Designer Leading The Charge For Fashion Copyright… Caught Copying Someone Else's Design
from the well-how-about-that dept
For many, many years, we’ve pointed to the growing body of research on how the fashion industry thrives, in part, because of its lack of copyright. However, time and time again, we hear about attempts by big designers to add a special fashion copyright. This makes no sense. The purpose of copyright law is to create incentives to create new works. Yet, the fashion industry is thriving. It’s highly competitive and very innovative, as designers keep looking to outdo one another. At the same time, the “knockoffs” help spread the concept of “what’s fashionable” up and down the economic spectrum in record time. This is not an industry that needs “incentives” for creativity. The only reason to put in place such a law is to prevent competition, not to encourage more innovation.
Now, leading the charge for such copyright protection is famed designer Diane von Furstenberg, who beyond being a top designer, is also president of the Council of Fashion Designers of America (CFDA). CFDA has been the major promoter of such a copyright for clothing design, and runs a site called StopFashionPiracy.com. You would think that von Furstenberg would be quite careful to only to come up with her own design ideas. Not so fast. This story is actually about a year old, but Public Knowledge just brought it to our attention. It seems that von Furstenberg was caught blatantly copying another (less well known) designer’s design.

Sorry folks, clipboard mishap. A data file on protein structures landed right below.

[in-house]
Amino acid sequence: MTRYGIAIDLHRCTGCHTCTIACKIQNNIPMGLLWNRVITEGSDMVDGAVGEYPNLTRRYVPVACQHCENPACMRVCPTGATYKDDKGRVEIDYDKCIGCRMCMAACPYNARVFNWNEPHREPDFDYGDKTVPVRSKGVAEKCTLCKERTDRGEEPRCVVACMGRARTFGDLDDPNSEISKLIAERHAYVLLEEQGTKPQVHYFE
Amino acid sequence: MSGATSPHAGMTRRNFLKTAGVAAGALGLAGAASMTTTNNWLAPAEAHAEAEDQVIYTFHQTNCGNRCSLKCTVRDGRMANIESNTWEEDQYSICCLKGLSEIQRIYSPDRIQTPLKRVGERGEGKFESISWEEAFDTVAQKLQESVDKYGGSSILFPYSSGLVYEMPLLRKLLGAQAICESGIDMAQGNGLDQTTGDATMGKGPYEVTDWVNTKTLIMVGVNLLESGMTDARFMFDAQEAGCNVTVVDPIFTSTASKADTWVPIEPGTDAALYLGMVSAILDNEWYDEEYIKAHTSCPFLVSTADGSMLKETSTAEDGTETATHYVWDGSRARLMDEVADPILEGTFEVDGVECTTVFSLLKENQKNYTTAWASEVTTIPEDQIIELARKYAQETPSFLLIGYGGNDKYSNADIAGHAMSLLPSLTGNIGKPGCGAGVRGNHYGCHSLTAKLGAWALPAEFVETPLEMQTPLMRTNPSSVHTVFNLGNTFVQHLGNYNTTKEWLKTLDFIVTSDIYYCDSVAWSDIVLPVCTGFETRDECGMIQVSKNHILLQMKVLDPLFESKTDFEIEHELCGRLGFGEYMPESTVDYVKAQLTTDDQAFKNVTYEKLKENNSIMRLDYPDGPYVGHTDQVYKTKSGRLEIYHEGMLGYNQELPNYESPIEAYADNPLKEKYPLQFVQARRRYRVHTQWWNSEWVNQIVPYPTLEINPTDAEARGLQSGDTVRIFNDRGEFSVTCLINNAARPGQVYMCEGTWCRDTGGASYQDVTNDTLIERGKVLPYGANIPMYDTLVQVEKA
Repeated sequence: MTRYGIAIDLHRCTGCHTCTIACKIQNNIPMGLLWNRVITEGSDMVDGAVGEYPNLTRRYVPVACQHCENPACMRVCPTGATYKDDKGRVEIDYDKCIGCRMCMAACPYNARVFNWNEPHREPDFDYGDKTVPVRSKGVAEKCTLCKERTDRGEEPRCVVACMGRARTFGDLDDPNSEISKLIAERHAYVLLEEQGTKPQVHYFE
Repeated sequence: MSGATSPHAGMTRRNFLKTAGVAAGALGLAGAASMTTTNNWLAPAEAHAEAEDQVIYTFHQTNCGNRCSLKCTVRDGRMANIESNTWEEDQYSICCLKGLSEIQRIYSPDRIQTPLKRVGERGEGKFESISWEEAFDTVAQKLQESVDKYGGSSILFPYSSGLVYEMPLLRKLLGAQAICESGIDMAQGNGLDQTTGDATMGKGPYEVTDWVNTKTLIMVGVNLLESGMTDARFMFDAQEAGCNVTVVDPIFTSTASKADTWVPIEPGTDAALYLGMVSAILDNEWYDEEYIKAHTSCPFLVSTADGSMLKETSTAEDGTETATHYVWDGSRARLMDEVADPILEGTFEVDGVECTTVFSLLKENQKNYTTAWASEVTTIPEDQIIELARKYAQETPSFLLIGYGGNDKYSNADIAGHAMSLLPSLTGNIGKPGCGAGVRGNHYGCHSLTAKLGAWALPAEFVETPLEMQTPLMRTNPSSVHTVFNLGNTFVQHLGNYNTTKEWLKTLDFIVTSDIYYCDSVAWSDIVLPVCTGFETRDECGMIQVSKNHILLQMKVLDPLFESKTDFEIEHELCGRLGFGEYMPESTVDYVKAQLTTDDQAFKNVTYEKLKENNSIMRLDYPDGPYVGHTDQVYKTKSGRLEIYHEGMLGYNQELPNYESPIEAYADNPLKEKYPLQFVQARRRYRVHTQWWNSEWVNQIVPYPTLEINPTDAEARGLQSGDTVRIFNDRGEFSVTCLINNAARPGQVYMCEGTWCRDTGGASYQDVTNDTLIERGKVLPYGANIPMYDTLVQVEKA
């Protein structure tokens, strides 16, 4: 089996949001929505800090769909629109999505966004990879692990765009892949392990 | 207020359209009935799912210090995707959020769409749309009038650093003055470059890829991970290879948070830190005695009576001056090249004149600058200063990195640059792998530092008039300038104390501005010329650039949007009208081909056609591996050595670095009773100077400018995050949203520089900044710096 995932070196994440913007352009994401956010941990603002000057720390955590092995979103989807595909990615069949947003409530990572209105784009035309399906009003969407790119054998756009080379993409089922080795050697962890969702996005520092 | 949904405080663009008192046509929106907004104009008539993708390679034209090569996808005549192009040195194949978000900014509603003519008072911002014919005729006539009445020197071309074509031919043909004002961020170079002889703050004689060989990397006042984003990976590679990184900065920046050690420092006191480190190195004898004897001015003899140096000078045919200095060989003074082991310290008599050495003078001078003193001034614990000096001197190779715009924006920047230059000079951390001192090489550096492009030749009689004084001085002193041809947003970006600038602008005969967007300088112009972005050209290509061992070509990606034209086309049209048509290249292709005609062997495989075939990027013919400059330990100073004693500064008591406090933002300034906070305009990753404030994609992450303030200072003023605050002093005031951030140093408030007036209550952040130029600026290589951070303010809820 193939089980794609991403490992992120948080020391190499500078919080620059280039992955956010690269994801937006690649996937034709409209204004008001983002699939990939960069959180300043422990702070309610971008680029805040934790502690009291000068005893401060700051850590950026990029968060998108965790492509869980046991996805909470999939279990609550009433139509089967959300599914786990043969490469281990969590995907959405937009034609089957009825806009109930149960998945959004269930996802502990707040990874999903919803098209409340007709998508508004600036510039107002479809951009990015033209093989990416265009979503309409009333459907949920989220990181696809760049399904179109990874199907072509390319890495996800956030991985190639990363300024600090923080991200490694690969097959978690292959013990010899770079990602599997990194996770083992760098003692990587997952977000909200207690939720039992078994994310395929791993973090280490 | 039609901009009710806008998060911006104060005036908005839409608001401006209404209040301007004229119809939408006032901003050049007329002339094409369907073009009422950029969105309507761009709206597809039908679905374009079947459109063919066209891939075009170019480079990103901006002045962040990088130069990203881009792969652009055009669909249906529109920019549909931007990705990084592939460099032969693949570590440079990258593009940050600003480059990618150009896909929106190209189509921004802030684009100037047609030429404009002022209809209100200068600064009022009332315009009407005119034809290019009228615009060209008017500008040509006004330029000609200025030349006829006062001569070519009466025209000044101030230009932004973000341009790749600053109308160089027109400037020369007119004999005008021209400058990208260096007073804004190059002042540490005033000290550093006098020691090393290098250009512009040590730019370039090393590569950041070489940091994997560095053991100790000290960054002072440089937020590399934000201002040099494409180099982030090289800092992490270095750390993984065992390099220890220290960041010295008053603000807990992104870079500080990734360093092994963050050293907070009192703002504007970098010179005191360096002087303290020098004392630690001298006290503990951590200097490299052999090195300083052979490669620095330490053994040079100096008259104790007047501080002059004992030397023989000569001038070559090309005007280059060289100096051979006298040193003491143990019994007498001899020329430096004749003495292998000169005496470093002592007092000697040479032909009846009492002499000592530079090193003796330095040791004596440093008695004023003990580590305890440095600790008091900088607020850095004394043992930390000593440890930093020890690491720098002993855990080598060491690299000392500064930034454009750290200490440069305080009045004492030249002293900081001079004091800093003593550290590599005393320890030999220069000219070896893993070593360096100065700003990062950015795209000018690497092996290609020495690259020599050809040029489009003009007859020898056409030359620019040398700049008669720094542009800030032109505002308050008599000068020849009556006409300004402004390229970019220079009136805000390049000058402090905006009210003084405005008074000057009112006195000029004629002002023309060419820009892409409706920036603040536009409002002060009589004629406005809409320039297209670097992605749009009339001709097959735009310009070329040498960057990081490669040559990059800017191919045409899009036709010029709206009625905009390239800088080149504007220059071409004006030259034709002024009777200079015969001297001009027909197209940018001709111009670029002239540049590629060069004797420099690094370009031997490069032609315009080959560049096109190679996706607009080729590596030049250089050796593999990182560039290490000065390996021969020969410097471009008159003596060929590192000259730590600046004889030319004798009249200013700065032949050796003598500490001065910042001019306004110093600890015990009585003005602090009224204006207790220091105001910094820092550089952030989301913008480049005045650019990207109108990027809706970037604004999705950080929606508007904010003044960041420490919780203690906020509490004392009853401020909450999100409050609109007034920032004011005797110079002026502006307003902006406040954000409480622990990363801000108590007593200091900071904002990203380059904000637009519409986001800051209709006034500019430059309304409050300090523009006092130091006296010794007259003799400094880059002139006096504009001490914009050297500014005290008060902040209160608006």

Of course, as soon as the story broke in the press, von Furstenberg had her lawyer call up the other designer and offer to pay up. As the National Post, notes, the level of hypocrisy is striking:
Let’s remember that when she and other designers accuse chains like Forever 21 and Anthropologie for alleged garment plagiarism and talk about the intellectual property issue in general, copycatters are vilified as “pirates.” Yet when a garment from DvF’s own brand is found to be uncannily similar to another designer’s, it’s positioned as an accident, an honest mistake.
We’ve seen this before, over and over again. The strongest defenders of monopoly rights so often are caught blatantly violating the laws themselves… and then twist themselves into knots to try to explain why their position is consistent — insisting it was just a “mistake.” Once again, all this really highlights is that the point of IP laws is to let incumbents keep down upstarts, rather than encouraging new creativity.